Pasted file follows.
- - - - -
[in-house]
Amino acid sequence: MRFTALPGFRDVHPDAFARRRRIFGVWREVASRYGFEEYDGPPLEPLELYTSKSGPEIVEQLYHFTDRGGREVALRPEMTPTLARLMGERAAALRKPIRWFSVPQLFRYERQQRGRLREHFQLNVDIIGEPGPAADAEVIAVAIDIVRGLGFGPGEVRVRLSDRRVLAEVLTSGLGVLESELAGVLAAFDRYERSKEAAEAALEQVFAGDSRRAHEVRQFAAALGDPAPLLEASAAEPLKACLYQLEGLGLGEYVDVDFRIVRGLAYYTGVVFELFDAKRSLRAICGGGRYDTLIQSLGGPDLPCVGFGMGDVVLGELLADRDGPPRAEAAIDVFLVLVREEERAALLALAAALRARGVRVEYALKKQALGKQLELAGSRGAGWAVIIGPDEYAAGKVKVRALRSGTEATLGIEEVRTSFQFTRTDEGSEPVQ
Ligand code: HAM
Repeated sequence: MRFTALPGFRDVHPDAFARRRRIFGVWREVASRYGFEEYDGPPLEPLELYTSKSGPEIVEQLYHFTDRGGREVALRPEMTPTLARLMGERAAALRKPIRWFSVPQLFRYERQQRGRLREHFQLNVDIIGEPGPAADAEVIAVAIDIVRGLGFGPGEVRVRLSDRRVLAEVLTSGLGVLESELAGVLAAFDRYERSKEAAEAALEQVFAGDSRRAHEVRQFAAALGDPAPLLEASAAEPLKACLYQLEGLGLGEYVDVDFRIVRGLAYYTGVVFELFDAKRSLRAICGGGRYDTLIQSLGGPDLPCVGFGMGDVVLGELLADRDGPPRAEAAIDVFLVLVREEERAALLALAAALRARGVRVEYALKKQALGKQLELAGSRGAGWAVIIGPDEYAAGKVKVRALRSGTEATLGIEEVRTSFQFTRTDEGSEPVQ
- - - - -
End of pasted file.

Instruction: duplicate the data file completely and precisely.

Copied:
[in-house]
Amino acid sequence: MRFTALPGFRDVHPDAFARRRRIFGVWREVASRYGFEEYDGPPLEPLELYTSKSGPEIVEQLYHFTDRGGREVALRPEMTPTLARLMGERAAALRKPIRWFSVPQLFRYERQQRGRLREHFQLNVDIIGEPGPAADAEVIAVAIDIVRGLGFGPGEVRVRLSDRRVLAEVLTSGLGVLESELAGVLAAFDRYERSKEAAEAALEQVFAGDSRRAHEVRQFAAALGDPAPLLEASAAEPLKACLYQLEGLGLGEYVDVDFRIVRGLAYYTGVVFELFDAKRSLRAICGGGRYDTLIQSLGGPDLPCVGFGMGDVVLGELLADRDGPPRAEAAIDVFLVLVREEERAALLALAAALRARGVRVEYALKKQALGKQLELAGSRGAGWAVIIGPDEYAAGKVKVRALRSGTEATLGIEEVRTSFQFTRTDEGSEPVQ
Ligand code: HAM
Repeated sequence: MRFTALPGFRDVHPDAFARRRRIFGVWREVASRYGFEEYDGPPLEPLELYTSKSGPEIVEQLYHFTDRGGREVALRPEMTPTLARLMGERAAALRKPIRWFSVPQLFRYERQQRGRLREHFQLNVDIIGEPGPAADAEVIAVAIDIVRGLGFGPGEVRVRLSDRRVLAEVLTSGLGVLESELAGVLAAFDRYERSKEAAEAALEQVFAGDSRRAHEVRQFAAALGDPAPLLEASAAEPLKACLYQLEGLGLGEYVDVDFRIVRGLAYYTGVVFELFDAKRSLRAICGGGRYDTLIQSLGGPDLPCVGFGMGDVVLGELLADRDGPPRAEAAIDVFLVLVREEERAALLALAAALRARGVRVEYALKKQALGKQLELAGSRGAGWAVIIGPDEYAAGKVKVRALRSGTEATLGIEEVRTSFQFTRTDEGSEPVQ